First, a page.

When was the last time you updated your homepage? In the last few years, you may have noticed the homepage of your food blog starting to show up in your top pages through your analytics.
The homepage is also a huge part of the user experience of your website as it helps new readers to understand what to expect on your blog. So in today’s episode I’m going to answer the common question: how often should you update your homepage?
Something to note, we’re talking about homepage designs that are not just the feed of the latest posts. That chronological order of posts is quite outdated and I highly recommend using a more curated and organized homepage layout.
You can listen back to Episode 72 to hear more specifics about what should go on your homepage, but for now, I just want to make sure we’re all on the same page with what type of homepage we are talking about today.
Your homepage creates a dynamic user experience
Something that is really important to me when we are working with our web design clients is to make sure that their homepage is creating a dynamic user experience for their readers. Part of that is making sure that your homepage can easily be updated overtime and is built specifically for that. A homepage is really meant to create a curated experience for your readers and to mix together the best content with the latest content.
Your homepage is also meant to create brand loyalty and showcase your expertise!
So a static homepage that never gets updated really cannot create that dynamic user experience. In the past year or two, your homepage has probably started to creep up in your analytics as one of your highest trafficked pages. So that makes this experience on your homepage even more important!
How often should you update your homepage?
The short answer to this question is about every quarter. But this is going to vary greatly depending on how your homepage is set up, so let’s go through a few different scenarios.
- Top categories: Do you have categories that are gaining more traction? Consider adding those or updating ones that aren’t as popular. This can be category buttons/icons or the display of recent posts from a category.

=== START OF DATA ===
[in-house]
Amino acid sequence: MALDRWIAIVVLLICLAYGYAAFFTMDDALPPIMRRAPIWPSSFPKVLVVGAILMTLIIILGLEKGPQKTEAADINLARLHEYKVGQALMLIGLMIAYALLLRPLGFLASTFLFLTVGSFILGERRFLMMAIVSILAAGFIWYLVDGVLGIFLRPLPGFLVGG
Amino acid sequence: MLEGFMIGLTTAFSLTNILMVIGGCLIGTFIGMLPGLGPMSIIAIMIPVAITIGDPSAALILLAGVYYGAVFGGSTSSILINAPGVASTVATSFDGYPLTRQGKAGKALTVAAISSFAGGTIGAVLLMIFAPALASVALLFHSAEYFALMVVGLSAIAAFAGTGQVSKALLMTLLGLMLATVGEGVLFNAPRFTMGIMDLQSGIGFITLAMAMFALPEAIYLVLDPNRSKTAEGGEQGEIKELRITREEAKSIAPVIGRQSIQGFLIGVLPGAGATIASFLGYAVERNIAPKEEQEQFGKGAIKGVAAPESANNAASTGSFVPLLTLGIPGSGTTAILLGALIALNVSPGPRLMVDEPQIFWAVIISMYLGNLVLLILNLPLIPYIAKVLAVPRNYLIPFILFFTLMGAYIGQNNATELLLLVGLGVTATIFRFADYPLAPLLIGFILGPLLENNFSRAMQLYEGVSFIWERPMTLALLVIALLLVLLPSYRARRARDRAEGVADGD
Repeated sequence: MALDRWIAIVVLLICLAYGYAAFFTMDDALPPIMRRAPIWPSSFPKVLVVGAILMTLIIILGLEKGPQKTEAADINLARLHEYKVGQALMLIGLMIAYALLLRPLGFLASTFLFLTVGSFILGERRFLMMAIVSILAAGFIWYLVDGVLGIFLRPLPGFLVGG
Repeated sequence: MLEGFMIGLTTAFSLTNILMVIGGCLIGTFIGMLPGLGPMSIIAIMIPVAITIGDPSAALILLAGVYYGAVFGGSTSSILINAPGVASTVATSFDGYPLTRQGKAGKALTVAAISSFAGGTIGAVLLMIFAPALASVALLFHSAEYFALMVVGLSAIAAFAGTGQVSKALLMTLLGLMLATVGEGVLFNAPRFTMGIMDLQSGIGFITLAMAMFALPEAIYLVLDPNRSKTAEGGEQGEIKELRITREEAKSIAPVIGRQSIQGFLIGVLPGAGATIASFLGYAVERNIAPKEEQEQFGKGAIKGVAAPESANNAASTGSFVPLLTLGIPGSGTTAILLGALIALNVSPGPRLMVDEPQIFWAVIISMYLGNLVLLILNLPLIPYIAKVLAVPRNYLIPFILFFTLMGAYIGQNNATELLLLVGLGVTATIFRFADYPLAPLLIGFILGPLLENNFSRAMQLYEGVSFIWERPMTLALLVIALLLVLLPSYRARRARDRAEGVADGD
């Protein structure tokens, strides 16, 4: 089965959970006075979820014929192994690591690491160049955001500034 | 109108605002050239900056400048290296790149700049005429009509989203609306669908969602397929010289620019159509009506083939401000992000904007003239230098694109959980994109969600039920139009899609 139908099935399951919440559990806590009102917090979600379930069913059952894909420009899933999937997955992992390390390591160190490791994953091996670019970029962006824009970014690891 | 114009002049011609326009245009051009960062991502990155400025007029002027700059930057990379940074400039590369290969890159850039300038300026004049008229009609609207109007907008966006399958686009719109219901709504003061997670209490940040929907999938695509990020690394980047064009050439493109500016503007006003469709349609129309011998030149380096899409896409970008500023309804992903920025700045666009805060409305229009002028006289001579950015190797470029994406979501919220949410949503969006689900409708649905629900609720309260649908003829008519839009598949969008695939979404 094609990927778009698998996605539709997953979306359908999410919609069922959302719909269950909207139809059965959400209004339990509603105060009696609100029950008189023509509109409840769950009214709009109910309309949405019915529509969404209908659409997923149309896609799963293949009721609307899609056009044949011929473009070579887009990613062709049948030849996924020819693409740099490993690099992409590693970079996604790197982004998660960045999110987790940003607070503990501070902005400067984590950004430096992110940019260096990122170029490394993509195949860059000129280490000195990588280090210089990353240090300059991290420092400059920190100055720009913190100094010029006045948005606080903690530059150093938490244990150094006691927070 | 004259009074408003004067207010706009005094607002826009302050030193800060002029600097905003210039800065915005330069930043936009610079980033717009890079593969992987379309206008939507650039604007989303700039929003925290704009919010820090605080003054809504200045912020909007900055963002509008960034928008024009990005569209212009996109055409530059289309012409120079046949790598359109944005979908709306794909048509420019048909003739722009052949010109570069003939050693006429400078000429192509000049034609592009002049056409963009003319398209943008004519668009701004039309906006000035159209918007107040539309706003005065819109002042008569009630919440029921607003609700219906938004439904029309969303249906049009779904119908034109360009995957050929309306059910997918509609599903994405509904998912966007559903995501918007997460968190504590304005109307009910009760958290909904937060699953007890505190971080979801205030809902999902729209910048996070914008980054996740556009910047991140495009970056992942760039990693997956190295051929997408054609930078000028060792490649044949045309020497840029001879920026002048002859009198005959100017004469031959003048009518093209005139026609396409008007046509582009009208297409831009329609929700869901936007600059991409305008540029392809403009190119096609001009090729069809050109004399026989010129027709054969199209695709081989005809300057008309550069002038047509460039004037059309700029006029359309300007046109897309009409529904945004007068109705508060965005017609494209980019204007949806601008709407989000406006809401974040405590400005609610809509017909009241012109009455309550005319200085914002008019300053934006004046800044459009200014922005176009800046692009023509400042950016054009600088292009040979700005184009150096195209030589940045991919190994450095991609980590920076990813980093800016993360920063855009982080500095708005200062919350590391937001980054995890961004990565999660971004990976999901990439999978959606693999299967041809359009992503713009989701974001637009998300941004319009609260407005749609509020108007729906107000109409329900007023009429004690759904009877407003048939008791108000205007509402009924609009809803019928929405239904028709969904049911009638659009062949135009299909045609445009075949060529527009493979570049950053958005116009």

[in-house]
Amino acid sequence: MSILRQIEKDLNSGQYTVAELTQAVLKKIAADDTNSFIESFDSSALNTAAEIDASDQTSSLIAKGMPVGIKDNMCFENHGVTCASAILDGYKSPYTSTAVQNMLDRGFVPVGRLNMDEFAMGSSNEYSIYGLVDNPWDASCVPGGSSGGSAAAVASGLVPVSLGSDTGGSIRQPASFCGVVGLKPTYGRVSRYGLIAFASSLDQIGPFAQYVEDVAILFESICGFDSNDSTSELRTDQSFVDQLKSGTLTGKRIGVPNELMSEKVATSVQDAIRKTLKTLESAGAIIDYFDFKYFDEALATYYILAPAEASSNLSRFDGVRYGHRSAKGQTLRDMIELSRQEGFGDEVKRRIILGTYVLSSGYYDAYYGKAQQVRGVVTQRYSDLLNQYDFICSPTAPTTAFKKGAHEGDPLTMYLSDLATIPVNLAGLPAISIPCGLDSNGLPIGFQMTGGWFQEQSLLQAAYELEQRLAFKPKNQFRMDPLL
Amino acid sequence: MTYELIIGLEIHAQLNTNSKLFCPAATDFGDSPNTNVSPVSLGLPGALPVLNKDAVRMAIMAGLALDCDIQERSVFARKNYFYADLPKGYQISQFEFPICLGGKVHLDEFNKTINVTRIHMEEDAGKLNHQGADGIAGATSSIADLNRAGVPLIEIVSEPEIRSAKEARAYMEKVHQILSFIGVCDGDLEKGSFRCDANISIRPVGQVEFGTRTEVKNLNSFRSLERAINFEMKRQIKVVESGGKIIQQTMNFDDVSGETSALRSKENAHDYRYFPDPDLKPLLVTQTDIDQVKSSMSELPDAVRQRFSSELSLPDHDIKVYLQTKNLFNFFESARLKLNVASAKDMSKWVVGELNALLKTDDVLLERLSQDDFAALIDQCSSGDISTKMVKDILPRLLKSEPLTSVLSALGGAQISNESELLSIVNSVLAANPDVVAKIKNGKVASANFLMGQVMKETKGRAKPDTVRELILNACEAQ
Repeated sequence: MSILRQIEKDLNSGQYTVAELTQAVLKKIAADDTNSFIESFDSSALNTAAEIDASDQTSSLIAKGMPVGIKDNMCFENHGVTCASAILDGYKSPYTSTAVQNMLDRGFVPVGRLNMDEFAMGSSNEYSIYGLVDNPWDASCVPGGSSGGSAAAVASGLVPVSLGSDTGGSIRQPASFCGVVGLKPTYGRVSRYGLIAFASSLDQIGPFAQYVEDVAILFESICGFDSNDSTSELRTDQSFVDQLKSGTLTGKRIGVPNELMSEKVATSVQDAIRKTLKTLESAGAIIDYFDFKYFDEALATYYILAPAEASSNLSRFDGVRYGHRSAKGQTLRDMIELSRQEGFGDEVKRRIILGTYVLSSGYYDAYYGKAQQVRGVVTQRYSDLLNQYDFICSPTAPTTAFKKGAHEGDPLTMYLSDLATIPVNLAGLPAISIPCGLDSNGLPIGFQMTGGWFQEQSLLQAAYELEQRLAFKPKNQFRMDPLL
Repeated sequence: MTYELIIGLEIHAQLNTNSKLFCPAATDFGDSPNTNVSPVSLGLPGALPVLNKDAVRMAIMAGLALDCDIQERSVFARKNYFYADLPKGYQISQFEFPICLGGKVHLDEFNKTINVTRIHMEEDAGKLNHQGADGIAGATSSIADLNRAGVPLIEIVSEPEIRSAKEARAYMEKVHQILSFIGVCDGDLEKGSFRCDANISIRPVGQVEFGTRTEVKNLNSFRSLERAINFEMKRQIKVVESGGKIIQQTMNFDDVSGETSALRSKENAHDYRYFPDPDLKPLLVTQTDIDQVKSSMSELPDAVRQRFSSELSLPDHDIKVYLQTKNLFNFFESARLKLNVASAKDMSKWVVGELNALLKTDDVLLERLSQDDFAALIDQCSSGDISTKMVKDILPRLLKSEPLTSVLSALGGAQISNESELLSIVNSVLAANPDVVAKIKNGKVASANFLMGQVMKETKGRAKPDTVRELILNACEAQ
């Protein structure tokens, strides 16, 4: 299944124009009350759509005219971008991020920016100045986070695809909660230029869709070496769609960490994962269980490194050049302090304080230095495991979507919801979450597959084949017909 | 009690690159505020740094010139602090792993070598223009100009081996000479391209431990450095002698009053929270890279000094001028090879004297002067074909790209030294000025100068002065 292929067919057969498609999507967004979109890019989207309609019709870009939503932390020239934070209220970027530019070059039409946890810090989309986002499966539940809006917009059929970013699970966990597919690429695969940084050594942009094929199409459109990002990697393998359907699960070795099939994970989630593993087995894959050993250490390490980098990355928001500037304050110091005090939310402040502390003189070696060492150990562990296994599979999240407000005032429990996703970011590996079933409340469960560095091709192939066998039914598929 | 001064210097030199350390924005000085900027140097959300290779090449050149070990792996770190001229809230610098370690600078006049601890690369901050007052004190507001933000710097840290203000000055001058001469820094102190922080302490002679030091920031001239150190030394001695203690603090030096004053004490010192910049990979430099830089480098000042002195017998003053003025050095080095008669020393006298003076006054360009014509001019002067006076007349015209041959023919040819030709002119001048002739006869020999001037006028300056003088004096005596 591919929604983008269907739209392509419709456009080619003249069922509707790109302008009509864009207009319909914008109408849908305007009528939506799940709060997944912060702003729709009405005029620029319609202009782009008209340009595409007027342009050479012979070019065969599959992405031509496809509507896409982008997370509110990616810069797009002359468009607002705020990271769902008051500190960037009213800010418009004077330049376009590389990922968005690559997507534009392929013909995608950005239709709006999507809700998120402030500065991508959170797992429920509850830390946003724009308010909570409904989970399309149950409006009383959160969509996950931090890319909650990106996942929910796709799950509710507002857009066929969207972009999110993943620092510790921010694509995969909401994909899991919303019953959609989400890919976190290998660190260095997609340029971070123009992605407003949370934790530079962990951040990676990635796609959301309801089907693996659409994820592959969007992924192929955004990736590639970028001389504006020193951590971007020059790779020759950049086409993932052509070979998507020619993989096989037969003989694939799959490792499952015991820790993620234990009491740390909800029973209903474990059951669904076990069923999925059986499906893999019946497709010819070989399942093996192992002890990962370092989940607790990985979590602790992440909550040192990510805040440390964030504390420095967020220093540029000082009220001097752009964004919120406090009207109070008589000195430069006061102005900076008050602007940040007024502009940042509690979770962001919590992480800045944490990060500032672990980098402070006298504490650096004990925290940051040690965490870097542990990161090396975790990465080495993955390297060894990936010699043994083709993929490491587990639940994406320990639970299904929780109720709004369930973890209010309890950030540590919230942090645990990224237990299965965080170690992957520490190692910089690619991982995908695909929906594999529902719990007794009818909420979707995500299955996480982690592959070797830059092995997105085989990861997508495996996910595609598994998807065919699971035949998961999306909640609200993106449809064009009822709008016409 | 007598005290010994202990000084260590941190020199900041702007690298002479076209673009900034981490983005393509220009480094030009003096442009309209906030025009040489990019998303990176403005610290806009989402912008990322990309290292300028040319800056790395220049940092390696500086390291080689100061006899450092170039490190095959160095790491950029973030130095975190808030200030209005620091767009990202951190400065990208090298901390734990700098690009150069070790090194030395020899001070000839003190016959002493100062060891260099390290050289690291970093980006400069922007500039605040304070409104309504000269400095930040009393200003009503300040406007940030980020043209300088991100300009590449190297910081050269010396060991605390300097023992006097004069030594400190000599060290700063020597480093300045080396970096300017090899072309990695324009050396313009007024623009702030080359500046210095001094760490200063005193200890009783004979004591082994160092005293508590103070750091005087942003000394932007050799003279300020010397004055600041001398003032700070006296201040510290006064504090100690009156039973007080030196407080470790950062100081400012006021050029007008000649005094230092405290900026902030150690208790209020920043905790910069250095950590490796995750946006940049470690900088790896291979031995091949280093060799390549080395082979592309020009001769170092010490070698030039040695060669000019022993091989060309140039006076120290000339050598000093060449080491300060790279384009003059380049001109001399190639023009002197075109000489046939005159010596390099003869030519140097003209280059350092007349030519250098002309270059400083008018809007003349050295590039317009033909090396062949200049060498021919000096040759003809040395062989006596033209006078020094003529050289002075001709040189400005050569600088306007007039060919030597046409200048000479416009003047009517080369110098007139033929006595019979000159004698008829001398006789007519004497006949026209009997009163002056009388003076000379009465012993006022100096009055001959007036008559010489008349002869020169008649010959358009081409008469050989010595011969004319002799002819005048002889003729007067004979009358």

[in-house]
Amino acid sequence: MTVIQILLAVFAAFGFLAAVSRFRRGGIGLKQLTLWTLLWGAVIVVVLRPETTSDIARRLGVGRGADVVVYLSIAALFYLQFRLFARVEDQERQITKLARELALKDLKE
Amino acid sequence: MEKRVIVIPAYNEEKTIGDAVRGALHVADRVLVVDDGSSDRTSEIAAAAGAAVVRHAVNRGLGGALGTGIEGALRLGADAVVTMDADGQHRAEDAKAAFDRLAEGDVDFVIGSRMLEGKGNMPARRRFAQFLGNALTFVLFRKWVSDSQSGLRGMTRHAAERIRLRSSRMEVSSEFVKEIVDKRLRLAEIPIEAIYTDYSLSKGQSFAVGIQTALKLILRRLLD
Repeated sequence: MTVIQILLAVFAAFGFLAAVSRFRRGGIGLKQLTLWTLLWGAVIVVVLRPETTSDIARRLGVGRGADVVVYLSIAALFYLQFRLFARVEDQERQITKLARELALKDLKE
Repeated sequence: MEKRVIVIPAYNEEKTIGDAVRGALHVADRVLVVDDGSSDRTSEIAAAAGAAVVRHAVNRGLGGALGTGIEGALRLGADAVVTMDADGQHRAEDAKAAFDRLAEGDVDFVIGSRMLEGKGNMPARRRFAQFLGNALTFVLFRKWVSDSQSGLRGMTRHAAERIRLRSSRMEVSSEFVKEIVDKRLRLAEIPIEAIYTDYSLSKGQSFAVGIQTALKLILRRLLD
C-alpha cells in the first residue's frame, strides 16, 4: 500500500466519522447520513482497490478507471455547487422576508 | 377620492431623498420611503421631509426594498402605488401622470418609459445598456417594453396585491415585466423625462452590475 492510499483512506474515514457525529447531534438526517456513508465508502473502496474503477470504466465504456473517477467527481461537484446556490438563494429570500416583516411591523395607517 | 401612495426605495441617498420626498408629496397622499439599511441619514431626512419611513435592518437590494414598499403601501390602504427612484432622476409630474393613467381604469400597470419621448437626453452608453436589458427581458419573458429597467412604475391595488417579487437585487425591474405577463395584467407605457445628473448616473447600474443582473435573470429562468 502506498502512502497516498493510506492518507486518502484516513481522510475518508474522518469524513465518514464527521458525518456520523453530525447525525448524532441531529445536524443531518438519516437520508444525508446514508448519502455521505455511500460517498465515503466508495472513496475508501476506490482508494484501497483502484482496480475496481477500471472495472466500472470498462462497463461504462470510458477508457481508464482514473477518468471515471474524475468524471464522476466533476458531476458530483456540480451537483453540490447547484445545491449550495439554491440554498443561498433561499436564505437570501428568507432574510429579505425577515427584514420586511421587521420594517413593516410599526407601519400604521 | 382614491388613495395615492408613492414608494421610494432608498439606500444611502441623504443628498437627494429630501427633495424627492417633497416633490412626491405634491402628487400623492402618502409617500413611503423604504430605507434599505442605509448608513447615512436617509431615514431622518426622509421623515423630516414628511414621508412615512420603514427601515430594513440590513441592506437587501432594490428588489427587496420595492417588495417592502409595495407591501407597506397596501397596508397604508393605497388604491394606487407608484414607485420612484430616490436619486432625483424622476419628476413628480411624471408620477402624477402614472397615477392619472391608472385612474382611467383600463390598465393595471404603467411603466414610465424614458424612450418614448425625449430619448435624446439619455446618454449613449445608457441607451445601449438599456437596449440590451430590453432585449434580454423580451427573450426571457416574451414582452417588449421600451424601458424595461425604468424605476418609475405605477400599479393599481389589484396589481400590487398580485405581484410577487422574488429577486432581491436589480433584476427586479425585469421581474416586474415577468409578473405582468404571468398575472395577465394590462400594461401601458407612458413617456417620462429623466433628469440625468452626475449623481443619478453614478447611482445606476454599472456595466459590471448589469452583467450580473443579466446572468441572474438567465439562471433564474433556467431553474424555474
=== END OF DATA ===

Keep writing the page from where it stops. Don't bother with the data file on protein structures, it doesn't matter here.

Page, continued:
- Seasonal content: This should be changed out as soon as the holiday or season is over. Calendar based seasons have extra wiggle room here because spring and summer recipes will overlap, end of summer and early fall will overlap, but don’t let it be summer with winter recipes showing.
- Latest posts: If you are having to manually update your latest posts, then I would highly recommend looking into a better way to display the latest posts, rather than needing to update every time. Don’t create more work for yourself than you need.
- Call to action: If you have a strong call to action, rather than changing this often, set a reminder for you to track your conversion rate for this CTA. If it’s still converting well, then leave it be!
- Freebie: If you have a seasonal freebie or one that isn’t performing well, swap this out when you do a review.
Be sure to set up recurring tasks on your favorite project management system (we love Asana at G+V) to make sure you are reminded to make these updates!
Watch areas for updating content
Don’t update this weekly or daily. There’s just no need to create that much work for yourself! You are visiting your own website much more frequently than anyone else is.
- Popular posts: Be mindful of updating popular posts too often! I prefer for this to be a curated list of popular posts (not the popular posts of the day/hour based on comments or views).
- Brand loyalty: Your brand messaging, tagline, or other text content on your homepage shouldn’t be changing out as often as your other areas. Unless you go through a rebrand or significant change in your brand identity, it’s better to leave this untouched.